In the present US big news story of the murder trial of George Zimmerman, for the fatal shooting of 17-year-old black American Trayvon Martin, I presume no competence to either endorse or contradict the verdict of the jury. They have listened to the evidence, examined it, and pronounced.
I note the post-trial comments of one juror, who says that both young men made mistakes, and that they both failed to lower the pressure and walk away when they could have done.
Looking at various accounts, I note various records of Martin's life, detailing a growing number of signs that he was heading off the rails. To repeat - that does not indicate what actually happened on the night he was shot, one way or the other. But there is a prima facie case that his being in the wrong place, at the wrong time, involved in the wrong thing (and at the risk of being boring, that does not decide one way or the other the question of whether he was unlawfully killed or not, or what Zimmerman's motives were or weren't) was not a random event. Regardless of the ethics of the final bullet, there's enough in there to say that this was a young man who needed direction and authority, and who wasn't getting it - and that had he, then he could very likely still be alive today. Read his Wikipedia page: https://en.wikipedia.org/wiki/Shooting_of_Trayvon_Martin. When I see a pattern like that, I know now, from the Bible, to hone in on one question - where was that young man's father? And the answer always comes back the same - he wasn't there. Trayvon Martin grew up largely with a mother, and without a father - up until the point where his mother could no longer handle him.
And then this leads to the observation which comes up again and again in so many contemporary tragedies. Whilst the politicians on either side are all making their political speeches for their political purposes... once again, they're all ignoring the elephant in the room. The pattern in Trayvon's life is not random - it's predictable. Trayvon Martin grew up largely, as a disproportionate number of young black American men do, mostly without a father. He needed a father to guide him, and to provide strong paternal love and discipline. He didn't get it. If he had, then he might not have been in the wrong place, at the wrong time, with an unwisely aggressive attitude.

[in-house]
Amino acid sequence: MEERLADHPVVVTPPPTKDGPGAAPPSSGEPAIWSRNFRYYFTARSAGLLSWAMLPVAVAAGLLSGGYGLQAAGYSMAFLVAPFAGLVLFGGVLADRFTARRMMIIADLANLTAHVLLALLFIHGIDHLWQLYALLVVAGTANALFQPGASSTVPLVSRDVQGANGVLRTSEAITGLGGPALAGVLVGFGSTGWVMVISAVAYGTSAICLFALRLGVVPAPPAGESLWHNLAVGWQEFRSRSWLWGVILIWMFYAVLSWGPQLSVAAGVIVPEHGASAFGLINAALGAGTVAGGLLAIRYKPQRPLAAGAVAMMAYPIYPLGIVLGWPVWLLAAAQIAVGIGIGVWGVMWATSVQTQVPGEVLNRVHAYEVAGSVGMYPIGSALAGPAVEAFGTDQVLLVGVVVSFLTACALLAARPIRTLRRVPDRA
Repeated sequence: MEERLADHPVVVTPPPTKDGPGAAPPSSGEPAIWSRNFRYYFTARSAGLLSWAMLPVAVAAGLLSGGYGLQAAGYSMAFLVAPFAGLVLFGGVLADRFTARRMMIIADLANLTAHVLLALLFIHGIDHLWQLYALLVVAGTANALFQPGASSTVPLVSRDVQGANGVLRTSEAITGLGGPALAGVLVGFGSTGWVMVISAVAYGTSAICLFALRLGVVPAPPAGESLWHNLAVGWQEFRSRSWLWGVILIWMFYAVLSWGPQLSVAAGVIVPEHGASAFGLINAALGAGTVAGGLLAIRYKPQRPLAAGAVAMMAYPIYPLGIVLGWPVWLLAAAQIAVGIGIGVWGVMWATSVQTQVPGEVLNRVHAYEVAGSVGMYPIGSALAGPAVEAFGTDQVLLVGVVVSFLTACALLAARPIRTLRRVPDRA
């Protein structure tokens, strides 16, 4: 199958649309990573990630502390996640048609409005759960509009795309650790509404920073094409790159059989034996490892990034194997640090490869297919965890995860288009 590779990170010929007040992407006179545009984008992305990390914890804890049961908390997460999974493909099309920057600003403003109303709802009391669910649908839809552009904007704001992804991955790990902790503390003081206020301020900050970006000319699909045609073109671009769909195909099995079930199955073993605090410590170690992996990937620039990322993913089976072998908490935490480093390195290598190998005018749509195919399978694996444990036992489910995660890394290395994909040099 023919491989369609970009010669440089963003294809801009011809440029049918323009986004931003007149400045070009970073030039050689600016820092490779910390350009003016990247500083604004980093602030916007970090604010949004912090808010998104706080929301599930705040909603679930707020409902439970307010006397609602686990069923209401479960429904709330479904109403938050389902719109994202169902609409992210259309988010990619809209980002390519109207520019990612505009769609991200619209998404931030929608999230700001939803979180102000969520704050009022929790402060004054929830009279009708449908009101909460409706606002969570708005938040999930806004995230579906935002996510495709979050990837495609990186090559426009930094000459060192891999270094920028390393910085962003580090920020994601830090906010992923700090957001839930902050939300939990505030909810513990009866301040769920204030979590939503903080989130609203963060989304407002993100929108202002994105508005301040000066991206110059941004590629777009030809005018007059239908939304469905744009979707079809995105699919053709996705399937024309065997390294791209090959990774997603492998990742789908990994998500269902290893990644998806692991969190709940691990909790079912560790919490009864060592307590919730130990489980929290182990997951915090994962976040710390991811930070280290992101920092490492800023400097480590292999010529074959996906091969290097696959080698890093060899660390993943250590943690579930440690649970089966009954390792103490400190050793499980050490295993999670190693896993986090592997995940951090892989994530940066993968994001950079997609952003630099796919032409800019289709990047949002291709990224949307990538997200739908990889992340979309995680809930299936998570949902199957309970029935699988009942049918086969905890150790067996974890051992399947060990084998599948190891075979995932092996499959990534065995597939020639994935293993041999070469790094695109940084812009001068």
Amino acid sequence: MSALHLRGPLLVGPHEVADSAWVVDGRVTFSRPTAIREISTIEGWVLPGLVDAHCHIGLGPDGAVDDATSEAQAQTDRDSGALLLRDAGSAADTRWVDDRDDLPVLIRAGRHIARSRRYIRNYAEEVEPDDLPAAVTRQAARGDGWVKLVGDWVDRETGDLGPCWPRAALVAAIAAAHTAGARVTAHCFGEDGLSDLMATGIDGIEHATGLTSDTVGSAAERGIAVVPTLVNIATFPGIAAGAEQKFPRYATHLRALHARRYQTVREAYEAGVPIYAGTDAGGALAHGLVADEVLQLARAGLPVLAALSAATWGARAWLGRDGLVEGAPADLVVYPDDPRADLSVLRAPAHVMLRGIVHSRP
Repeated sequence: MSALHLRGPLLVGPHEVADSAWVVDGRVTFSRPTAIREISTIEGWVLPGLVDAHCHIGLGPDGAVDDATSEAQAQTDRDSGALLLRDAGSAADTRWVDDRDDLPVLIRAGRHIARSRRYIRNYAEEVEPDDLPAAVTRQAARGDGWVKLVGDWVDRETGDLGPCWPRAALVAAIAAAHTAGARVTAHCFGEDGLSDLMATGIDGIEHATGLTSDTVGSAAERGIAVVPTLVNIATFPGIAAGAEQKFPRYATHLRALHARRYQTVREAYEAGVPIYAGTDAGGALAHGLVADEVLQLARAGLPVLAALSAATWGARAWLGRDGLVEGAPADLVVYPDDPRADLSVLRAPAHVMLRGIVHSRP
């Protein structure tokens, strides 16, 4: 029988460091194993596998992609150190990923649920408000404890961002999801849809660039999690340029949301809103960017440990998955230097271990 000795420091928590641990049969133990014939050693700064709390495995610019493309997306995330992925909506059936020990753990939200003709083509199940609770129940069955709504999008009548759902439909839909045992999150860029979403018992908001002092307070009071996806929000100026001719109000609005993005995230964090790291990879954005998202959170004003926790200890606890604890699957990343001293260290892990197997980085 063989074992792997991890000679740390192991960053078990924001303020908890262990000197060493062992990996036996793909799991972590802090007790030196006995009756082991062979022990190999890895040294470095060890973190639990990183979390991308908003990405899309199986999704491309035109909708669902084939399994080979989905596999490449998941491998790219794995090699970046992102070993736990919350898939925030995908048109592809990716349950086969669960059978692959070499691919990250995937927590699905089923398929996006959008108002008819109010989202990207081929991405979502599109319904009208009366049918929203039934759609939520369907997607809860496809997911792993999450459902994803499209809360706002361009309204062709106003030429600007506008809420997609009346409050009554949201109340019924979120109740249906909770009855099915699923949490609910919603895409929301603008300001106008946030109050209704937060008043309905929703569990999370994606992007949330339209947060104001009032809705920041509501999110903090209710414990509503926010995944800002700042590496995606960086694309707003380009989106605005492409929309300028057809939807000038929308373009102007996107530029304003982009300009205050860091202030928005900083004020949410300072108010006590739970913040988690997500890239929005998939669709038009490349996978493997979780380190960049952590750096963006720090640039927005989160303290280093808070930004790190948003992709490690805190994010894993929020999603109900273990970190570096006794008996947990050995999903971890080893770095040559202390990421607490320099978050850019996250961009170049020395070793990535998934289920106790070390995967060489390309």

The Bible teaches us that the family is the foundation of a strong, stable society. But you can't both have that, and so-called "free love", radical individualism, abortion-as-contraception, and reject role relationships. It's not just one racial group, but an entire society - politicians preaching these new values, and people readily and gladly accepting them - that has welcomed the elephant into the room. One of the appalling results of direction-less, angry young men who don't know how to walk away from trouble when it crosses their path. The elephant in the room is still there, and sadly, many more will be trampled underfoot by him in the months and years to come. Don't buy the politicians' lies - that with cleverer economics and more the state providing more and more of its care, that we can make up for the deficiencies brought in by the sexual revolution. We can't - without repentance and revival, the whole society must eventually and inevitably perish. What a need there is at this time for true Christians to shine a light and show that it can be very different.